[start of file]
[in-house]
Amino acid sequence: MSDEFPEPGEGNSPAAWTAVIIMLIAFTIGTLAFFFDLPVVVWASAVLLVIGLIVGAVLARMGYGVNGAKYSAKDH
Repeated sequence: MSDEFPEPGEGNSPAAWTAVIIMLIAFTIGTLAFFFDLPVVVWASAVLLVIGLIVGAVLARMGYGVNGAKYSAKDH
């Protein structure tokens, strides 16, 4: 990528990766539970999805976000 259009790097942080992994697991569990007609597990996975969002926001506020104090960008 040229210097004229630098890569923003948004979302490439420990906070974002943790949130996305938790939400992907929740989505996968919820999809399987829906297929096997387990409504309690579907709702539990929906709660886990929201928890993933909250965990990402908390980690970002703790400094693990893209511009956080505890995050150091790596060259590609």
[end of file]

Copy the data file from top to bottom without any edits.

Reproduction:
[in-house]
Amino acid sequence: MSDEFPEPGEGNSPAAWTAVIIMLIAFTIGTLAFFFDLPVVVWASAVLLVIGLIVGAVLARMGYGVNGAKYSAKDH
Repeated sequence: MSDEFPEPGEGNSPAAWTAVIIMLIAFTIGTLAFFFDLPVVVWASAVLLVIGLIVGAVLARMGYGVNGAKYSAKDH
């Protein structure tokens, strides 16, 4: 990528990766539970999805976000 259009790097942080992994697991569990007609597990996975969002926001506020104090960008 040229210097004229630098890569923003948004979302490439420990906070974002943790949130996305938790939400992907929740989505996968919820999809399987829906297929096997387990409504309690579907709702539990929906709660886990929201928890993933909250965990990402908390980690970002703790400094693990893209511009956080505890995050150091790596060259590609």